Tweed mayor Katie Milne used her casting vote to ensure Tweed Shire Council will defend its recent rejection of a controversial 65-lot housing subdivision on a site long earmarked for a public high school at the fast-growing Pottsville.
Newland Developers has lodged an appeal with the NSW Land and Environment Court over council’s rejection of the subdivision on the site owned by Seabreeze-estate developer Metricon Qld.
Last Thursday, councillors were split 3-3 on whether to defend the appeal, with the National Party faction (Crs Warren Polglase, Phil Youngblutt and Carolyn Byrne) pushing instead for council to negotiate consent orders with the developer.
But Cr Milne had support from Crs Gary Bagnall and Barry Longland to thwart the pro-development faction’s preferred action of appeasing the developer.
Council chief planner Vince Connell had recommended refusal of the development and defending the appeal, as it went against a previous council decision not to review the earmarking of the site for a school before 2018.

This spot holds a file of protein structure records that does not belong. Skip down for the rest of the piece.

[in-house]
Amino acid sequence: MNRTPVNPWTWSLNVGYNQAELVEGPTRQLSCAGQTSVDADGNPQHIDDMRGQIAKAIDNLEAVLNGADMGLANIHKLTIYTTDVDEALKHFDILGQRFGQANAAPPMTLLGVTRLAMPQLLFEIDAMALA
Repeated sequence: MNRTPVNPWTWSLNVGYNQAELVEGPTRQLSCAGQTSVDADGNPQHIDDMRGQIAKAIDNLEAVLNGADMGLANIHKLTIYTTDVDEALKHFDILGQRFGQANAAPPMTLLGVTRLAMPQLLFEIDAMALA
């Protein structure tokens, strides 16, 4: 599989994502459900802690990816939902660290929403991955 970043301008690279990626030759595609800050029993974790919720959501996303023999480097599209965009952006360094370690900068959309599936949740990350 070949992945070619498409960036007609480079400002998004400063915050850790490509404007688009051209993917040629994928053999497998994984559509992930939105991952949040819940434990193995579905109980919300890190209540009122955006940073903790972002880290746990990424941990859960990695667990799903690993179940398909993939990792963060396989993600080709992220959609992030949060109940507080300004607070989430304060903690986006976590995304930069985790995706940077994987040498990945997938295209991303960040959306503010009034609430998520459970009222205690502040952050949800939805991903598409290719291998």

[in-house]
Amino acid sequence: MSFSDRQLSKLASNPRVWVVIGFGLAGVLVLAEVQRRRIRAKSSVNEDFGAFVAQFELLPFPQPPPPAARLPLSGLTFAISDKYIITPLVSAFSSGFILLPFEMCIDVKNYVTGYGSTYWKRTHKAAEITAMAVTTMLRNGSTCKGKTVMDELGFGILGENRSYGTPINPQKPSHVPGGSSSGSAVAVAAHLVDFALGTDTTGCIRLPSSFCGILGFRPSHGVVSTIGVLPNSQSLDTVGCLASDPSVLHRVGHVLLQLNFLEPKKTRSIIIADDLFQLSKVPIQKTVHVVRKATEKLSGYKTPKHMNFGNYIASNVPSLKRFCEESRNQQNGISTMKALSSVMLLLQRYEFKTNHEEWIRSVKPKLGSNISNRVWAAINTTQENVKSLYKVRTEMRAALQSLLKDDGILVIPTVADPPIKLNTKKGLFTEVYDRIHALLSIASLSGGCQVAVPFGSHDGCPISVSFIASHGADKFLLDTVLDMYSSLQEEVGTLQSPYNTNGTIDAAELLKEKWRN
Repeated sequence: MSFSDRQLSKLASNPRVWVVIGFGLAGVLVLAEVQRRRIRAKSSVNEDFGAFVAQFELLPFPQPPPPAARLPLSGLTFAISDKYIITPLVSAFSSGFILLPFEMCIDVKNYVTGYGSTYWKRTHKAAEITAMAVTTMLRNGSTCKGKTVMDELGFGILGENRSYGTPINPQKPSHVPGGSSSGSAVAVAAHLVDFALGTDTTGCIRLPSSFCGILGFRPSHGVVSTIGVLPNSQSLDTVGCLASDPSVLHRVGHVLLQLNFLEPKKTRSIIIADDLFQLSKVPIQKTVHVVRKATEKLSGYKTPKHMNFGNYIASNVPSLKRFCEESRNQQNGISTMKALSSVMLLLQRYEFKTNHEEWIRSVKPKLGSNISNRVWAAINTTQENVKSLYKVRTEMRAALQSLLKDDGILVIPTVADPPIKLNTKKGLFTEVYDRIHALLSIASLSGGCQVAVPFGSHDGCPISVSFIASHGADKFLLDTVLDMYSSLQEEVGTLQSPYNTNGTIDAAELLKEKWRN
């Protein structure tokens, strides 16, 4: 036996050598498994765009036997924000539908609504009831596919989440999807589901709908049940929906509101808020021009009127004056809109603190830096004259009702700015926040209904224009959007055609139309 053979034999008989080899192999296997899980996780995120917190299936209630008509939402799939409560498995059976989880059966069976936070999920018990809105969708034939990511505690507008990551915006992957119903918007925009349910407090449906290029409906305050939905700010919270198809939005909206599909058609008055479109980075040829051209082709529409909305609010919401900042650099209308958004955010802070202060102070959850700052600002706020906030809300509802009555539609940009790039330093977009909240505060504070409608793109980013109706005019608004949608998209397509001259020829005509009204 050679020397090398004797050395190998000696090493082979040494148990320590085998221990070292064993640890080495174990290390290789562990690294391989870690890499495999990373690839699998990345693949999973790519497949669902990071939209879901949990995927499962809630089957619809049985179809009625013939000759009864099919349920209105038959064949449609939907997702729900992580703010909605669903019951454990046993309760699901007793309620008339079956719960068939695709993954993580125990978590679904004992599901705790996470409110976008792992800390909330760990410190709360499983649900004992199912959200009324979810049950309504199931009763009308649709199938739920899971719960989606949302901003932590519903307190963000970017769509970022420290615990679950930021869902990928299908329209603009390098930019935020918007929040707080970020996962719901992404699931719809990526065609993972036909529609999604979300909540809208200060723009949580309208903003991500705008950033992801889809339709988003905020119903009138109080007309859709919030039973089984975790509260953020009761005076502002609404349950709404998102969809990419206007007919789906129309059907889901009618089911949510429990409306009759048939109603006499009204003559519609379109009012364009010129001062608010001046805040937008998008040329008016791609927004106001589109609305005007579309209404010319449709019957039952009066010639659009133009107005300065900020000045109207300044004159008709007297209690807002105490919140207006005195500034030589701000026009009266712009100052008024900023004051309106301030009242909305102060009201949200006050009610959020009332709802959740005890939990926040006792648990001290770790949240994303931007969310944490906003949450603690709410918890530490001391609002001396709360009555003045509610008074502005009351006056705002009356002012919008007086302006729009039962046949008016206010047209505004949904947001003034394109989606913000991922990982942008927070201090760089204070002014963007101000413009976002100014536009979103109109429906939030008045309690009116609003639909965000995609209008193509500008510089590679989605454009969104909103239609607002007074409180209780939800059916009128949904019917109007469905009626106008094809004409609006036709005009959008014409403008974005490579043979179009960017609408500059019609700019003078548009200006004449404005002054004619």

The proposed development on the long-identified ‘potential school site’ also clashed with council planning rules for the area requiring a 150m buffer to agricultural land and a 50 per cent road frontage to local parks.
Earlier this month, councillors unanimously rejected the subdivision of the site.
The department of education has long claimed that demand is not yet there for a second public high school on the Tweed Coast.
National Party MPs, including Tweed MP Geoff Provest and education minister Adrian Piccoli, ministers have consistently backed the department’s stand that the numbers aren’t there, but a community campaign backed by Labor and the Greens say a high school is sorely needed now.
Cr Milne said the community had put their case ‘very strongly over many years that this site was too important to lose, especially without an alternative site having been identified’.
She said the Seabreeze development site was approved years ago with a school site identified on the land.
‘Naturally there was an expectation that a school would eventuate. The community has good grounds to be upset by attempts to back track on this plan,’ she said.
‘Young families bought into Seabreeze and Pottsville believing a high school would be built.
‘It’s broken promises like these that make people lose faith in developers and government,’ the mayor said.